Mumbai: Incapable of speaking, cerebral palsy patient and 11 year-old fan of Tendulkar learns to say 'India' after watching WC matches.

As the Indian team lifted the World Cup, the events that led to the victory changed one boy's life significantly.

Eleven year-old Hitansh Mandavia from Vile Parle (W) who is incapable of speaking (apart from uttering a few monosyllables) and voluntary movement, has learnt to utter the word 'India'. Although he tries but is unable to pronounce Sachin Tendulkar's name, he utters the word 'India' frequently while watching matches, especially when Tendulkar is batting.
"It (watching India in the tournament) is one of the rare occasions when he actually socialises and actively interacts with the family," said Hitansh's mother Rupal Mandavia. Hitansh suffers from acute cerebral palsy, a condition that encompasses a group of non-progressive motor conditions that cause physical disability in human development, chiefly in the various areas of body movement. In the case of Hitansh, not only can he not speak or move, he also suffers from a limited attention span of not more than a couple of minutes.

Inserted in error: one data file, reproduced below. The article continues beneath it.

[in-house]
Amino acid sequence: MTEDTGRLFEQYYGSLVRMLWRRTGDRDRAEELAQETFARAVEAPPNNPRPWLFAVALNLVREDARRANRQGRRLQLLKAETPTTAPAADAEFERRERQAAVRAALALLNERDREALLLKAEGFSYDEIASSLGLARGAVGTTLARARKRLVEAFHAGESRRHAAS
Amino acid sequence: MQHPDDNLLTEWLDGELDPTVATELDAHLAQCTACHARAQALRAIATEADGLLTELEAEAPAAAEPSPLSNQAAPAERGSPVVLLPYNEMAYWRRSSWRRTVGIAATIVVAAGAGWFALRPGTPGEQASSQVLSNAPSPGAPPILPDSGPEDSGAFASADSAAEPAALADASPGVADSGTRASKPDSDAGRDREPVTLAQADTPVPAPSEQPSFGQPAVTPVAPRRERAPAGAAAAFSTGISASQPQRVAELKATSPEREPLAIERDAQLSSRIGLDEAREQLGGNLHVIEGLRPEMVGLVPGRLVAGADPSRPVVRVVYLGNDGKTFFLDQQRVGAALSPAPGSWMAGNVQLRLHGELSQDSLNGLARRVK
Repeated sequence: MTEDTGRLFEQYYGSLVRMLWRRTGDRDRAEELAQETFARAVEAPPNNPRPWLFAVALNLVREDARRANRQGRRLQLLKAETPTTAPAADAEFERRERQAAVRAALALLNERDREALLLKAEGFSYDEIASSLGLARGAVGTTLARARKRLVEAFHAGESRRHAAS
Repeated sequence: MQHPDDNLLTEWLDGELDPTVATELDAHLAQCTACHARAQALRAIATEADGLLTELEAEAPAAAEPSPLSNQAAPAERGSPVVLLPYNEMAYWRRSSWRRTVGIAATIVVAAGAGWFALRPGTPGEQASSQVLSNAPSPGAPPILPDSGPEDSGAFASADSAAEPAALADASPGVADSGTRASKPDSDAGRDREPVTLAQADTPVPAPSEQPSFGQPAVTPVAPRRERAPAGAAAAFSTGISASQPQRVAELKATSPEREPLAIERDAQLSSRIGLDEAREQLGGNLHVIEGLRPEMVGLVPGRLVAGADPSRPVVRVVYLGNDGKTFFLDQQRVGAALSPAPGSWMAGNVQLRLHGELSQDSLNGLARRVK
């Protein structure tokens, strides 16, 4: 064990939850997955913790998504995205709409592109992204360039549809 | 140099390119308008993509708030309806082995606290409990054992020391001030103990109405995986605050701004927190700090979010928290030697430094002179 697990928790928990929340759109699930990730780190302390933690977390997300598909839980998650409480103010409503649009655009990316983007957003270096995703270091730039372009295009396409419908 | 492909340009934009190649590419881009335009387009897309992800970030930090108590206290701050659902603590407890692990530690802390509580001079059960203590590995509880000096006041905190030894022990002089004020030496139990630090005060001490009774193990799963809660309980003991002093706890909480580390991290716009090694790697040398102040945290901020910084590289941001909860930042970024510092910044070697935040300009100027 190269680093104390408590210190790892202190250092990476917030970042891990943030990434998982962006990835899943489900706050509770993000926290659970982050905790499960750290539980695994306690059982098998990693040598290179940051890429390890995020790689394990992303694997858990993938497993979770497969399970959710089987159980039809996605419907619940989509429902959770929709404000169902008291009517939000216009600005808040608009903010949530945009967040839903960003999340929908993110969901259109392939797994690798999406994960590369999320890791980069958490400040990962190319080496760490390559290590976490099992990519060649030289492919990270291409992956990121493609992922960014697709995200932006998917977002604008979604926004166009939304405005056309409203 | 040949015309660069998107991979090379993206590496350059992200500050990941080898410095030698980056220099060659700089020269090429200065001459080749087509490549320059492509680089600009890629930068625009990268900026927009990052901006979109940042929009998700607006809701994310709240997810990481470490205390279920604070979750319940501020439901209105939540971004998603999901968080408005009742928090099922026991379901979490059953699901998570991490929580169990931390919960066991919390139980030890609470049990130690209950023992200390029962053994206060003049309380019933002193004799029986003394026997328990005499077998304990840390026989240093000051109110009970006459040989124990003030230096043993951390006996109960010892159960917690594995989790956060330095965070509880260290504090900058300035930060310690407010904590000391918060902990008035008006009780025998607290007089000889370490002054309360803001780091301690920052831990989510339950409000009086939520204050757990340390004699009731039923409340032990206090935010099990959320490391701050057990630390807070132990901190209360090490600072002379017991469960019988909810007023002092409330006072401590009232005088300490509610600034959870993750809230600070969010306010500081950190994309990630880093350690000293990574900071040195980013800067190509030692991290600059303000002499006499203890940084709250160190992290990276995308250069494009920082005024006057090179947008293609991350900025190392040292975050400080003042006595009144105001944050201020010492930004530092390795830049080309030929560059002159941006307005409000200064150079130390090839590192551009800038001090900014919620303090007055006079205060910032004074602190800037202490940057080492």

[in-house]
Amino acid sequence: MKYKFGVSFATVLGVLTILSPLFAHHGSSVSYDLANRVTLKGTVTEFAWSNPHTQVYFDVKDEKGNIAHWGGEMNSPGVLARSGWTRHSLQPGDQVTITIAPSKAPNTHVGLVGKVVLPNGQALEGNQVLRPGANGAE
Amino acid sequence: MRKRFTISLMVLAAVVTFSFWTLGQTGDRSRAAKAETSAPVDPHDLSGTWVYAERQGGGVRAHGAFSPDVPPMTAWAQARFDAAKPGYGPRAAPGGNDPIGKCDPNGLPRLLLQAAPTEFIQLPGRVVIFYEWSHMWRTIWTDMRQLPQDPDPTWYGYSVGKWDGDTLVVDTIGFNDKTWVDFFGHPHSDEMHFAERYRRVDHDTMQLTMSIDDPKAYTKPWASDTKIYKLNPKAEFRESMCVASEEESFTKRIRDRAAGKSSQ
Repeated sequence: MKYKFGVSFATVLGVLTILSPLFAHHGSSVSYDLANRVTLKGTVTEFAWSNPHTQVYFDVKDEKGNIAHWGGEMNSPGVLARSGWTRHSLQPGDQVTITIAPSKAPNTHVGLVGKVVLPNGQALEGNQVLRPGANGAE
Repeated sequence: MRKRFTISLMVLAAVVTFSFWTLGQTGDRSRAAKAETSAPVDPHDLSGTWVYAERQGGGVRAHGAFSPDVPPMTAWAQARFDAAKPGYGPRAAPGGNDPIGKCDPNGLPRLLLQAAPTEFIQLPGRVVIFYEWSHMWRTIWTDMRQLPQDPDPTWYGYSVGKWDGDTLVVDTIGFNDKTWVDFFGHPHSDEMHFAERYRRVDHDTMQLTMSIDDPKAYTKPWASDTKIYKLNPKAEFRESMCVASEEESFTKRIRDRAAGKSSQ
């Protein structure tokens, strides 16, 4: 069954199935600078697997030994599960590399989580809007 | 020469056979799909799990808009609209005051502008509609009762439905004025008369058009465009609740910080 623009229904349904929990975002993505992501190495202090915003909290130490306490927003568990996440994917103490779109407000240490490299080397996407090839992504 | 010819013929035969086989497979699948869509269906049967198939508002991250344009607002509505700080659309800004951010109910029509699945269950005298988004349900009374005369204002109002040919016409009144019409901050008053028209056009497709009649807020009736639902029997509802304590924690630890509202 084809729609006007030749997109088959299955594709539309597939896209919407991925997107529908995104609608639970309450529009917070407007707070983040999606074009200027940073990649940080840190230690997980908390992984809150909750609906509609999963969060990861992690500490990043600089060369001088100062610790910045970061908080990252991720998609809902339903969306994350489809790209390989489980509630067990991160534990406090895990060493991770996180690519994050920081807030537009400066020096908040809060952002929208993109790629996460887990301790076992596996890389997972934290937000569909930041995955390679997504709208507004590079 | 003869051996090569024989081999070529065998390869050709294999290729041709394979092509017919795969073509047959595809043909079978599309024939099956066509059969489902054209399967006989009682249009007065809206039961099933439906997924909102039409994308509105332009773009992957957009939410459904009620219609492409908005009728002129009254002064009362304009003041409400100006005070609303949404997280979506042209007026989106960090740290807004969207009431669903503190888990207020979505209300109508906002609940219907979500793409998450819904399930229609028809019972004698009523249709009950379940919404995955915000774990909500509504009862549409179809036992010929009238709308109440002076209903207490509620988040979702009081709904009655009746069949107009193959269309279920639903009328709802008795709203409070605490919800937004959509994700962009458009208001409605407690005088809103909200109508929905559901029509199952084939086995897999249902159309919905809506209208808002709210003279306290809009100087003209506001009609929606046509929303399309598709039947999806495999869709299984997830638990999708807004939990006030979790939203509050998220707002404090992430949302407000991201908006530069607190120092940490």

Cricket has changed that too.  According to occupational therapist Pushpa Shahri who has been treating Hitansh since he was a toddler, his attention span has improved considerably since he has been watching matches on TV.

 "He has become a hardcore Indian cricket fan and follows matches minutely," she said. "Although he cannot even sit up straight on his own, he does not miss a single ball, right till the final over." During the recent India-Pakistan semi-final, Hitansh even refused to be fed till India won the match.

Nine year-old Khushi, Hitansh's younger sibling, learnt of her brother's passion for the game when she casually remarked that Pakistan might win. "He rarely emotes, but when I said India might lose because we did not have a big total to defend, Hitansh almost bit me. The only other time he is so full of enthusiasm is when we mention Tendulkar's name in his presence. His face lights up," she said.

Seeing Hitansh's enthusiasm, his father Sanjay Mandavia, who works as an airline pilot, purchased a bunch of India team jerseys for him. "These positive signs of activity are a reason for us to rejoice," he said.